I was offered breakfast by Marisol, but knowing the border wasn’t far away didn’t want to impose, although she already had a cup of coffee ready before I could roll out. It was an easy 10-15km to the border, although I did have to get my jacket out as the rain wanted to ensure I wasn’t riding alone. I knew I was closing in on the border, as I went past a line of trucks that lasted about 3km.
I arrived at the border having spent nearly all of my Nicaraguan money, saving just enough
My plan meant I’d get to double back and descend the same climb into San Salvador that had been so toasty when I’d arrived a week earlier. The traffic was pretty light as I left shortly after 6am, but the descent wasn’t that fun, mainly because the new tyre handles quite differently and I’m not quite used to it. It’s a lightweight road tyre and has minimal grip, something that had me nearly lose control going over the bump between the lane and the shoulder that would
It was mother’s day in Guatemala and so I was awake before my 5am alarm went off by fireworks going off in the street. Karen had been a huge help giving me information about where I needed to go and how to get there in Guate. I was on the bus at 6am, where the ticket vendor tried to tell me it was 35Q (after selling the same ticket to everyone else for 30Q). I wasn’t in that charitable a mood so explained to him quite calmly that I thought his behaviour was flat out wrong. A lady sat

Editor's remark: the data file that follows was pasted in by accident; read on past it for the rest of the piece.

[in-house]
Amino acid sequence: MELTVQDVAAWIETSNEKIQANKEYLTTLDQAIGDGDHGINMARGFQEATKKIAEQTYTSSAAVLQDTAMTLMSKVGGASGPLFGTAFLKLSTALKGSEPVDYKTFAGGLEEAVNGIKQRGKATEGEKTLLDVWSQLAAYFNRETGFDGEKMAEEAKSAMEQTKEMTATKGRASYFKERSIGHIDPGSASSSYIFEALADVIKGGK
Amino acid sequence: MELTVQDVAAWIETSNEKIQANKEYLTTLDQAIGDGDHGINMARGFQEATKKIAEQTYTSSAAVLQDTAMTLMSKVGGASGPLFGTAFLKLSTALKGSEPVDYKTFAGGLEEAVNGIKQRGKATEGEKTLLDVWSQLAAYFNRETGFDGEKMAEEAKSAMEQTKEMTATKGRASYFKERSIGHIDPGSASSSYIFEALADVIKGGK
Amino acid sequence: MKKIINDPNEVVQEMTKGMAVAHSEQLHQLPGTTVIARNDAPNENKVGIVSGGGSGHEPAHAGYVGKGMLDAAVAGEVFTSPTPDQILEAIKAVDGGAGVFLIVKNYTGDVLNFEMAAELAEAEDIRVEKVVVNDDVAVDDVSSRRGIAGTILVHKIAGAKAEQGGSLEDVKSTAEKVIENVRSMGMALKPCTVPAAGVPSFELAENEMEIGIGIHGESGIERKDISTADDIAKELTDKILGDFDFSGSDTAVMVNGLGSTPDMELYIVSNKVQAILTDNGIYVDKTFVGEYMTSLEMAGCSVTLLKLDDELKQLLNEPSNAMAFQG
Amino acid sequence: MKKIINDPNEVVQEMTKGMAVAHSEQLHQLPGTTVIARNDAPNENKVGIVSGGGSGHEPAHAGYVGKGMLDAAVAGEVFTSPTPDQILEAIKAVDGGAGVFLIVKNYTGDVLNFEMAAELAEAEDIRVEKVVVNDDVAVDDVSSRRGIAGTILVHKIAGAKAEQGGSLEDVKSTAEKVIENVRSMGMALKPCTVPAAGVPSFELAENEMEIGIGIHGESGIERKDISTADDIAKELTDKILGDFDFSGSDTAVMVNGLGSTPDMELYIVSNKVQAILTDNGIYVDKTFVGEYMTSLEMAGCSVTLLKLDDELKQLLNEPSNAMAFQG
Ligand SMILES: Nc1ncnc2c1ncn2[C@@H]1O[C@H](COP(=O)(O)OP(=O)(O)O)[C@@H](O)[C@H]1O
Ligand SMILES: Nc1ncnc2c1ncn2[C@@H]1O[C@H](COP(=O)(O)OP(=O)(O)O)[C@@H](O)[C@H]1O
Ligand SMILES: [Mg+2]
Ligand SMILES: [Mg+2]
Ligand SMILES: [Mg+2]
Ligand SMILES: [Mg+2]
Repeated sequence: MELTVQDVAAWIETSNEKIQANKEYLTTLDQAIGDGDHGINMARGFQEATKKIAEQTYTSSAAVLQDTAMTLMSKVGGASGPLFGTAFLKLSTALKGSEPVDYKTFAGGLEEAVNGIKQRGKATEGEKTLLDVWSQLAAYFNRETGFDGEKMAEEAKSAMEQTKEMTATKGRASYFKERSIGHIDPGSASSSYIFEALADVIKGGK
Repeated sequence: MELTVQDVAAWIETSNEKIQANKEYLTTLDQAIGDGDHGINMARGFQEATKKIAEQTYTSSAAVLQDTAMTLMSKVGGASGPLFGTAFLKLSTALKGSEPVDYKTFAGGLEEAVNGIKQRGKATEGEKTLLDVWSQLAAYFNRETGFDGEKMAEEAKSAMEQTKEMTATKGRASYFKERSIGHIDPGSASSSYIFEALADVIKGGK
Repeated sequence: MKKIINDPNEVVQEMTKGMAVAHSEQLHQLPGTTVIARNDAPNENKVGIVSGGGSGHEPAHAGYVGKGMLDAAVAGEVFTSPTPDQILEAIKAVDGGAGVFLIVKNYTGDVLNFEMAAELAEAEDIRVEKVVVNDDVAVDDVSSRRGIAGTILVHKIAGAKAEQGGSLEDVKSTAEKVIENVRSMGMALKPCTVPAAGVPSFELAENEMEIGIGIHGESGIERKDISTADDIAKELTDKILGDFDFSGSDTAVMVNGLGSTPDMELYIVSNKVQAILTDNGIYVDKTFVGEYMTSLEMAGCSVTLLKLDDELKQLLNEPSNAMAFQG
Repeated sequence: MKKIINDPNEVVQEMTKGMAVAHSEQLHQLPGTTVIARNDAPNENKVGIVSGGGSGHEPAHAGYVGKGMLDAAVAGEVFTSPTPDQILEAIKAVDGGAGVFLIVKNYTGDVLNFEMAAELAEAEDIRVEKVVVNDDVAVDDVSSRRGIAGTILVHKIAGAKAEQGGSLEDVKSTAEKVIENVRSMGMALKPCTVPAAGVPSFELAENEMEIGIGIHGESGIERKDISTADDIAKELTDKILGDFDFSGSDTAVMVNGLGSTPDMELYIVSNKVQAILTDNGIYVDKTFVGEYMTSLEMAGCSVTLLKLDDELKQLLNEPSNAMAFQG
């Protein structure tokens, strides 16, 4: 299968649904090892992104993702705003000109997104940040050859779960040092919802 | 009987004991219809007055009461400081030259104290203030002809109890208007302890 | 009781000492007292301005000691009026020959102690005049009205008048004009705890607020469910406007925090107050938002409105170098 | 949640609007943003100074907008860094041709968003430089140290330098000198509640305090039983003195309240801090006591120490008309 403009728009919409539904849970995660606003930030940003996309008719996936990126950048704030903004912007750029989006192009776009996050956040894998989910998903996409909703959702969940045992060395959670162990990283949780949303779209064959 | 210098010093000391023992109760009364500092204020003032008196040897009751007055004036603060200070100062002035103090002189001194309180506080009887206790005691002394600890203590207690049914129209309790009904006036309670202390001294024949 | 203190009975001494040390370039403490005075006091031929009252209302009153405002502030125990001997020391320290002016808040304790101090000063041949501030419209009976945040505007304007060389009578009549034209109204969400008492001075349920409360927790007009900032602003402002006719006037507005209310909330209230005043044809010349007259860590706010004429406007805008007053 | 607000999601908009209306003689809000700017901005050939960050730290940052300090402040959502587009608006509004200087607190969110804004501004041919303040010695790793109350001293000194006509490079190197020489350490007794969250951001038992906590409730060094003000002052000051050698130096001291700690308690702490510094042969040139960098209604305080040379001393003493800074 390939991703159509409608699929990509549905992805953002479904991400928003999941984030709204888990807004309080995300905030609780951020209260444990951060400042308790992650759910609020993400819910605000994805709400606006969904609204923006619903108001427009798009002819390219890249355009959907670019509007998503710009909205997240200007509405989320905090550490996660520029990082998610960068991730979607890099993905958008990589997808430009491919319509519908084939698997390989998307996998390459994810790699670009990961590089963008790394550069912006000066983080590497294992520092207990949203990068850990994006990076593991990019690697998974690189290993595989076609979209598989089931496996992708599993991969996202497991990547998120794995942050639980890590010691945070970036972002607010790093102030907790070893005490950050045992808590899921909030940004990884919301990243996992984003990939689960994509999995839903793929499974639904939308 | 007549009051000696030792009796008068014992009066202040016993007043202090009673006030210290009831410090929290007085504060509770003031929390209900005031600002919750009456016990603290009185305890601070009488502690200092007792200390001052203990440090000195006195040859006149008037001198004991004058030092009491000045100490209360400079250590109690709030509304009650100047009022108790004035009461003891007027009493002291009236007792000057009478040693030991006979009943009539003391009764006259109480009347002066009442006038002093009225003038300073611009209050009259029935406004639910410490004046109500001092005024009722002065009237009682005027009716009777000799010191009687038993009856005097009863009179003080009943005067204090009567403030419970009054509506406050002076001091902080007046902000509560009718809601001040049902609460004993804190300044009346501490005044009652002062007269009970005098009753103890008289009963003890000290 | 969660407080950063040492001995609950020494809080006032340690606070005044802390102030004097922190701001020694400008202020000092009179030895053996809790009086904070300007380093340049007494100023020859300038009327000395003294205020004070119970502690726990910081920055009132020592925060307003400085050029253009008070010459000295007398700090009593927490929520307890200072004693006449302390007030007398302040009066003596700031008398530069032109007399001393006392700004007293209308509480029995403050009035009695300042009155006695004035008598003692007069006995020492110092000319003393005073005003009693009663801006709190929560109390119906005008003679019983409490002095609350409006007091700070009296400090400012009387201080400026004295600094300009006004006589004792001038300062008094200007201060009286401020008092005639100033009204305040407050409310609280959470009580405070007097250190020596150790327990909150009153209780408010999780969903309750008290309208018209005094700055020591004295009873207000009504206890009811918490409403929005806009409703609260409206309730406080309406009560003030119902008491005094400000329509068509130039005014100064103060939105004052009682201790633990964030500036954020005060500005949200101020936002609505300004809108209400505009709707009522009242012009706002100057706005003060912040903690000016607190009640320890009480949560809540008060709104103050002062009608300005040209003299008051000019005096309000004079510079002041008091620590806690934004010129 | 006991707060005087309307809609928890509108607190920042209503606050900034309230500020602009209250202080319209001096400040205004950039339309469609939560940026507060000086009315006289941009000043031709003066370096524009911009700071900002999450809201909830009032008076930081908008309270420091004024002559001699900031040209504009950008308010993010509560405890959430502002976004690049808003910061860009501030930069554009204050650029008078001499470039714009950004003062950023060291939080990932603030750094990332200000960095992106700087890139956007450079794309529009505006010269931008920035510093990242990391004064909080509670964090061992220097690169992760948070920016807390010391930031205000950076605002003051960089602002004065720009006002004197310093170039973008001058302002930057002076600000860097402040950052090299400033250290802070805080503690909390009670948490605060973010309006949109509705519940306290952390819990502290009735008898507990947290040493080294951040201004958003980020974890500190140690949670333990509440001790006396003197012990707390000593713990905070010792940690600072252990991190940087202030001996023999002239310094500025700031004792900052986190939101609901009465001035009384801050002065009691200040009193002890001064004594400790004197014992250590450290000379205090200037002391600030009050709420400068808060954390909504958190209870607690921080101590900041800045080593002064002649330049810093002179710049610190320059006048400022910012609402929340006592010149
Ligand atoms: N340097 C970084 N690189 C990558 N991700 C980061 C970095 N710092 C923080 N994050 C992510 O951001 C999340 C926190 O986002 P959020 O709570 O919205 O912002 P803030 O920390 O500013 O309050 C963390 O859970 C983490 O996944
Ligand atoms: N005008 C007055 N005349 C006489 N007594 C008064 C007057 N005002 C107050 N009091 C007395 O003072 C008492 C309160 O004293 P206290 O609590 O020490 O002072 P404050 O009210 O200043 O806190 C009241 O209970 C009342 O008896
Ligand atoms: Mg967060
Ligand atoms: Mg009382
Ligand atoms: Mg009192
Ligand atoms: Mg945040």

After a couple of rest days in Chiquimula, it was time to cross the border to El Salvador. There were several border crossings close by, and I opted for the one of San Cristóbal as I preferred the route profile. I’d have a decent climb in the morning before it got hot and then it’d be gently rolling most of the way with another climb later. The alternate towards Matapan would have had several climbs throughout the day and actually more climbing in total.
My time in Chiquimula hadn’t
I was about 120km north of Punta Gorda, where I could take a boat to Puerto Barrios in Guatemala. It’d have been impossible to get there that day, as they leave either late morning, or early afternoon, so I figured I’d be camping just outside town to avoid the $10-15 hostel fee. I’d heard of a land crossing in the south, at Jalacte, but hadn’t been able to find information about it online. All I knew was that they were building a road to the border which wasn’t expected